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God on the Quad: How Religious Colleges and the Missionary Generation Are Changing America

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Synopses & Reviews

Publisher Comments:

Religious colleges and universities in America are growing at a breakneck pace. In this startling new book, journalist Naomi Schaefer Riley explores these schools-interviewing administrators, professors, and students-to produce the first popular, accessible, and comprehensive investigation of this phenomenon

Call them the Missionary Generation. By the tens and hundreds of thousands, some of America's brightest and most dedicated teenagers are opting for a different kind of college education. It promises all the rigor of traditional liberal arts schools, but mixed with religious instruction from the Good Book and a mandate from above.

Far removed from the medieval cloisters outsiders imagine, schools like Wheaton, Thomas Aquinas, and Brigham Young are churning out a new generation of smart, worldly, and ethical young professionals whose influence in business, medicine, law, journalism, academia, and government is only beginning to be felt.

In God On The Quad, Riley takes readers to the halls of Brigham Young, where surprisingly with-it young Mormons compete in a raucous marriage market and prepare for careers in public service. To the infamous Bob Jones, post interracial dating ban, where zealous fundamentalists are studying fine art and great literature to help them assimilate into the nation's cultural centers. To Thomas Aquinas College, where graduates homeschool large families and hope to return the American Catholic Church to its former glory. To Yeshiva, Wheaton, Notre Dame, and more than a dozen other schools, big and small, rich and poor, new and old, Catholic, Protestant, Jewish, Mormon, and even Buddhist, all training grounds for the new Missionary Generation.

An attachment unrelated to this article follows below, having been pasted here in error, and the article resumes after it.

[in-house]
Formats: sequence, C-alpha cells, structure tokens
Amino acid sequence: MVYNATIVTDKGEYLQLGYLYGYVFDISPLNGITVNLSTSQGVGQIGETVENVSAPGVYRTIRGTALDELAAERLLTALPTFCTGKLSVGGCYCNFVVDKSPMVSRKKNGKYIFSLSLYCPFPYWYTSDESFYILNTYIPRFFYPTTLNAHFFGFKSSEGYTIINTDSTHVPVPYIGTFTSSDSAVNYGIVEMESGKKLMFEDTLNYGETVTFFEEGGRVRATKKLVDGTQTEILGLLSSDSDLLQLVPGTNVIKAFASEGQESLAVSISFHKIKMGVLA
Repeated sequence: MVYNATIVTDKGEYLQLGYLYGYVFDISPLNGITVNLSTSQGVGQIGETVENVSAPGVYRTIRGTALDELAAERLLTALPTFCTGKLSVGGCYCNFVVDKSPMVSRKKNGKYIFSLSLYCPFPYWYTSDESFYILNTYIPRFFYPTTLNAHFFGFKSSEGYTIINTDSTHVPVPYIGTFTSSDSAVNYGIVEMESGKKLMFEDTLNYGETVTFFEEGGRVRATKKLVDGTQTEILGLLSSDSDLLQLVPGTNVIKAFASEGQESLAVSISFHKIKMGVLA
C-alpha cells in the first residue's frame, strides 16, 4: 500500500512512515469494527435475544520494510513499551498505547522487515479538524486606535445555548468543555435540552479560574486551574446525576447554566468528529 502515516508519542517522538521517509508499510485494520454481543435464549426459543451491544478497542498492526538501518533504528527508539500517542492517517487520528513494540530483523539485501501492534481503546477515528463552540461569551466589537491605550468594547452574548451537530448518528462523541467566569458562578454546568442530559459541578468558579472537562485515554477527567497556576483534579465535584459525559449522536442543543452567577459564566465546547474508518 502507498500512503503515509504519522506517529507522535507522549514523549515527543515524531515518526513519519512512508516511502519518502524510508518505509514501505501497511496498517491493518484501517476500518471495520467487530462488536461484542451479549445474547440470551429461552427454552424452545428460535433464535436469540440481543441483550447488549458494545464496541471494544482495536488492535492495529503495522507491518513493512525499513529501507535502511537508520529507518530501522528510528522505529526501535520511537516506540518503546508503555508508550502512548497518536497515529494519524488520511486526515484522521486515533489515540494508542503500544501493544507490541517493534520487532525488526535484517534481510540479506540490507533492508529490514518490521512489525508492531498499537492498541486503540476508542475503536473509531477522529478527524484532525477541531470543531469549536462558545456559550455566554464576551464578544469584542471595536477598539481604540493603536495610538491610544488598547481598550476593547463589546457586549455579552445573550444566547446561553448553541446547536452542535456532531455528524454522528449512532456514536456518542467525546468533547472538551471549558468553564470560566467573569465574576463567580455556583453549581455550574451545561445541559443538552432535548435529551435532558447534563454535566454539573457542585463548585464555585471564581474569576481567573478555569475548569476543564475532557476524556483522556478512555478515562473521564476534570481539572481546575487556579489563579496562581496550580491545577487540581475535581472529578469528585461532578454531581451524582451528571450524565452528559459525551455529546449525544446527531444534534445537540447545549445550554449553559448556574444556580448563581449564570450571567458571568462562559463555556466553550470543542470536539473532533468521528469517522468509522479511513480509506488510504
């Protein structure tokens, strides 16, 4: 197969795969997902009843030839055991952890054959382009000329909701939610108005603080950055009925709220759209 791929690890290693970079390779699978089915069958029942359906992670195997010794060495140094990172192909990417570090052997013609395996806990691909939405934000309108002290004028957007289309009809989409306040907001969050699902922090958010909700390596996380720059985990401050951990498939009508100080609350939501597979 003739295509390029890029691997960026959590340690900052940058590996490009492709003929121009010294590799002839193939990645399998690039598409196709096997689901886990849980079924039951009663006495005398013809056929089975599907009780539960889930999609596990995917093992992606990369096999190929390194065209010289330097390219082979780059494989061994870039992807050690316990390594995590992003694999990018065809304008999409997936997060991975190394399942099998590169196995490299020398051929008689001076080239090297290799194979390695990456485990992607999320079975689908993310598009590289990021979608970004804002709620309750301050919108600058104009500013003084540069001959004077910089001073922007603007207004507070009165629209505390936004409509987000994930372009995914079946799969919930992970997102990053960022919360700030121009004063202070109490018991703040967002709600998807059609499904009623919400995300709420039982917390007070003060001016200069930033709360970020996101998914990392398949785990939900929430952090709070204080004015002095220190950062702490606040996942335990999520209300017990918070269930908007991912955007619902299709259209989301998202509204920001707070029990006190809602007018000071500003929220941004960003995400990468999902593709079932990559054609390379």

With a critical yet sympathetic eye, Riley, a contributor to the Wall Street Journal, the Boston Globe, the New York Times, the Weekly Standard, and the Chronicle of Higher Education, studies these campuses and the debates that shape them. In a post-9/11 world where the division between secular and religious has never been sharper, what distinguishes these colleges from their secular counterparts? What does the missionary generation think about political activism, feminism, academic freedom, dating, race relations, homosexuality, and religious tolerance-and what effect will these young men and women have on the United States and the world?

Naomi Schaefer Riley is a contributing writer at The American Enterprise and a frequent contributor to the Wall Street Journal, the Boston Globe, and National Review. Her articles have also appeared in The New York Times, The Los Angeles Times, the Chronicle of Higher Education, and other publications. Riley has been the recipient of the Phillips Foundation Journalism Fellowship, the Intercollegiate Studies Institute Journalism Fellowship, the Claremont Institute Publius Fellowship, and the Charles G. Koch Fellowship.
Religious colleges and universities in America are growing at a breakneck pace. In this startling new book, journalist Naomi Schaefer Riley fully explores these schoolsinterviewing administrators, professors, and studentsto produce the first accessible and comprehensive investigation of this phenomenon.

Call them the Missionary Generation. By the tens and hundreds of thousands, some of America's brightest and most dedicated teenagers are opting for a different kind of college education. It promises all the rigor of traditional liberal arts schools, but it also offers religious instruction from the Good Book and a mandate from above. Far different from the medieval cloisters outsiders imagine, schools like Wheaton, Thomas Aquinas, and Brigham Young are churning out a new generation of smart, worldly, and ethical young professionals whose influence in business, medicine, law, journalism, academia, and government is only beginning to be felt.